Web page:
No Mod Cons

By Clarke, Jeremy | The Spectator, March 29, 2003 | Go to article overview

No Mod Cons


Clarke, Jeremy, The Spectator


Anybody with that ineffable longing to up sticks and go and live in the past might consider Lake Farm, Poundsgate, on Dartmoor, a 14th-century granite and thatch long-house with outbuildings and 21 acres of pasture, meadow, wood and rough grazing.

A long-house is a typical mediaeval upland dwelling, designed to accommodate both humans and cattle. Cattle and their manure were an early form of central heating, and in freezing conditions the cattle could be sheltered and tended without anyone having to venture outside. Long-houses are not uncommon on Dartmoor, but Lake Farm is unusual because the farmhouse is unchanged since it was last modernised in 1661. In that year, an upwardly mobile farmer called Thomas Hamlyn put up a partition between his family and his cows, and added a dairy, a wool room and a porch, the last inscribed with his initials and the year.

The Hamlyn family occupied Lake Farm continuously from 1545 until 1958, when the last surviving Hamlyn, also called Thomas, died, and his line, traceable to a Hamelin who came over with William the Conqueror, was extinguished. In the intervening years between the two Thomas Hamlyns, the only innovation at Lake Farm was the introduction to the house of piped water.

In 1958 Lake Farm passed to the Wilkinsons. The Wilkinsons must also have relished the mediaeval ambience, because, apart from installing a bath and flush lavatory and blocking in a doorway, they made no alterations to the house or outbuildings either. The last occupant was Mrs Dorothy Wilkinson, who, in spite of being well into her nineties and having no toes, gamely hobbled to the village post office and back daily. Her sole companion at Lake was a donkey in his mid-thirties called Dominic.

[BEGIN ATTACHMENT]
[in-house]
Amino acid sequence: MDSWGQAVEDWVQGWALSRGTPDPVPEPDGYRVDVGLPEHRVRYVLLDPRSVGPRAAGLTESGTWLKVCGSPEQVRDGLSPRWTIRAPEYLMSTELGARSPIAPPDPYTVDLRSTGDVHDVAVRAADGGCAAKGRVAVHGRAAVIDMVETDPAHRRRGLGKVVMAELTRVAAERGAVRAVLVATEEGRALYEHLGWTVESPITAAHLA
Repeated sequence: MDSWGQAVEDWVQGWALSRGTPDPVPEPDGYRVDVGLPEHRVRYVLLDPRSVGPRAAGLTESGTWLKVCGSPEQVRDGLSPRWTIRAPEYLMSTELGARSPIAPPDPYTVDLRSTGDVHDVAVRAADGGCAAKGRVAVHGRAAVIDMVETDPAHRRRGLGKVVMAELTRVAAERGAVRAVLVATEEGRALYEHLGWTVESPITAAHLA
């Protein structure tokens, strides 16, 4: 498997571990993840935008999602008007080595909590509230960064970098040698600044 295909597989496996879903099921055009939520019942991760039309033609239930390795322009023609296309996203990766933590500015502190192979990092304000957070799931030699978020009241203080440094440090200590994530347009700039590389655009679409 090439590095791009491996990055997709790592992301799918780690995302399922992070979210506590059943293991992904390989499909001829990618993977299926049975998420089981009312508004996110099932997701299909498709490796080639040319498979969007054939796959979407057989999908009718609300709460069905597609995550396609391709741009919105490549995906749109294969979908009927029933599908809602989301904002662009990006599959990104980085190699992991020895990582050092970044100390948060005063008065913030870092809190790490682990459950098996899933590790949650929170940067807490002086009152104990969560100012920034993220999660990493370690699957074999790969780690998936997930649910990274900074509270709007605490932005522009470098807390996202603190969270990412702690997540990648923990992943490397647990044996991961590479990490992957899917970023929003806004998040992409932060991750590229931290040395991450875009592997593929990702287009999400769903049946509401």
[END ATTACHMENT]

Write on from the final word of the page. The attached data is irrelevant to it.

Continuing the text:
Right up to the present day there has never been an automobile kept at Lake Farm, or even a tractor. (Thomas Hamlyn used a team of oxen for heavy work.) The farmyard is approached through a nameless dilapidated wooden gate and along a stony track, which could not be described with any accuracy as a driveway. The day I went to see the property, other viewers who arrived in expensive off-road vehicles thought the gateway and track not worth the risk. They left their vehicles beside the road and walked up to the house. I, however, came in the best off-road vehicle there is - the hire car - and drove up.

I was late for the appointment and slightly anxious. I got out of the car and slammed the door. I walked into the ancient sun-- warmed farmyard, and the timelessness of the place hit me like a punch on the nose. The massive, possibly cruise-missile-proof walls of the house and outbuildings are constructed of granite blocks and boulders. The roof of the house is thatch. The yard is cobbled. The view, through a tangle of shrubs sprouting exuberantly from the 700-year-- old dung pit, is splendid. Neatly framed between high granite-strewn moorland slopes, green well-watered meadows and tawny woods fall gently away southwards as far as the eye can see. I listened for a moment and all I could hear was the whisk per of a breeze and the trickle of a stream. It was as if I'd gone through an invisible portal and found myself in one of the pleasanter passages of a Thomas Hardy novel. There were three other viewers, all tall men, waiting in the sunny farmyard. I was greeted by Mrs Freda Wilkinson, a small lady, and her two dogs, one a humorous old Staffordshire bull terrier, the other a lean, long-legged, piebald, dancing Jack Russell. …

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